Valentino couture: AI from a Roman Palazzo
Paris fashion weeks shows often don’t only take place in Paris anymore. Due to the pandemic, entire seasons now take place online, and more and more “phygital” shows actually take place in other countries, or even continents.
Case in point, Valentino couture on Tuesday, which was staged inside a magnificent Roman palazzo, the cast marching over marble and porphyry floors, the gilded Renaissance room illuminated by huge chandeliers.
A work of performance art composed by Valentino couturier Pierpaolo Piccioli and Robert Del Naja, the Massive Attack founder and artist. Entitled Code Temporal and staged inside the Galleria Colonna, home of a Roman family that is part of the Aristocrazia Nera, meaning they have even supplied a pope.
The collection was aptly ceremonial; with ivory perforated capes; swirling faille coats in fuchsia and ritualistic rose crepe sheathes. The colors recalled the vestments seen in high masses in St. Peter’s Basilica.
Adding a twist, many models wore golden masks. Several, attired in either a giant pinafore in Valentino’s sinful red, or a pink sexy reverend mother cape, marched in silver or gold thigh boots.
Designer Piccioli loves audacious hues, mixing up light turquoise tops; dusters of broken gold sequins; gold clocqué lamé jackets and tops; or saffron yellow coats. This collection marked an edgier direction for Valentino and Piccioli and was all the better for that. Pierpaolo has staged some stellar shows in Paris this past half decade but had begun to repeat himself. This felt like a designer breaking new ground.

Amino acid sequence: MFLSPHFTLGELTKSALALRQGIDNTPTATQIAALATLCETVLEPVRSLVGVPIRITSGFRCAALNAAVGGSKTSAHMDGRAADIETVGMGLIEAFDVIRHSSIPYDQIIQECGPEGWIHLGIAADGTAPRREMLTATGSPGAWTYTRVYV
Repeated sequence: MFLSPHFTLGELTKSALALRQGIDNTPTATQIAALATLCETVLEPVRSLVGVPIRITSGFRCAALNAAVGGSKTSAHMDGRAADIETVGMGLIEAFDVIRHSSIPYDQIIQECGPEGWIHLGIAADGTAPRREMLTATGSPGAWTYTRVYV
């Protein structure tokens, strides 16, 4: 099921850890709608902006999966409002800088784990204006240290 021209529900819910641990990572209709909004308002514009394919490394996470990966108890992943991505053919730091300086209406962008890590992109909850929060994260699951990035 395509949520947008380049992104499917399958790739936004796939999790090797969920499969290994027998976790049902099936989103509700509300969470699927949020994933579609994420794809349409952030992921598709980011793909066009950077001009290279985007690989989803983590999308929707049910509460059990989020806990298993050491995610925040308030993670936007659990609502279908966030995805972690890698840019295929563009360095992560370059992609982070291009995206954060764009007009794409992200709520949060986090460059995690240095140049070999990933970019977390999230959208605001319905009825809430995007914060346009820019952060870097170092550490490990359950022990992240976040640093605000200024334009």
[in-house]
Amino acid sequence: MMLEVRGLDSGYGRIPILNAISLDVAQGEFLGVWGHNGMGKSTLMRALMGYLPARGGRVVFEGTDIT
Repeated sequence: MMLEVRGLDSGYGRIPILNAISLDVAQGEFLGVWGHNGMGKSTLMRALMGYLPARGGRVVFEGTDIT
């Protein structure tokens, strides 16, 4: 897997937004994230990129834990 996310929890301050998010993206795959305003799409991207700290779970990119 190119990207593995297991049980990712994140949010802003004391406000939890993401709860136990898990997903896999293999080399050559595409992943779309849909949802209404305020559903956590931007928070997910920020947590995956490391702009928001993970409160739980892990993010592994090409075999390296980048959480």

Especially with the perfectly cut flared georgette skirts; wonderful dresses topped with pearly skullcaps and champagne metal sequin coats so densely sewn they looked like shearling.
The only black in the event was worn by PPP, taking a quiet bow in black flak jacket and matching mask; Massive Attack on the soundtrack, as 15 masked members of his atelier’s staff in white coats then appeared in a collegial touch.
On Friday, Valentino will broadcast on its social network a Del Naja film, 'Making of the Haute Couture Collection,' produced and edited for the first time by artificial intelligence.
Del Naja spent the last few months capturing the rituals and rites of couture. Images which have been transformed and edited by artificial intelligence in the form of algorithms programmed by artist Mario Klingemann, partner of Del Naja.
“Through the synthetic filter of artificial intelligence, the emotional aspect of Couture emerges, with the celebration and enhancement of human quality: a code that is constantly regenerating itself while remaining timeless,” said Valentino in one of its famous highfalutin releases.
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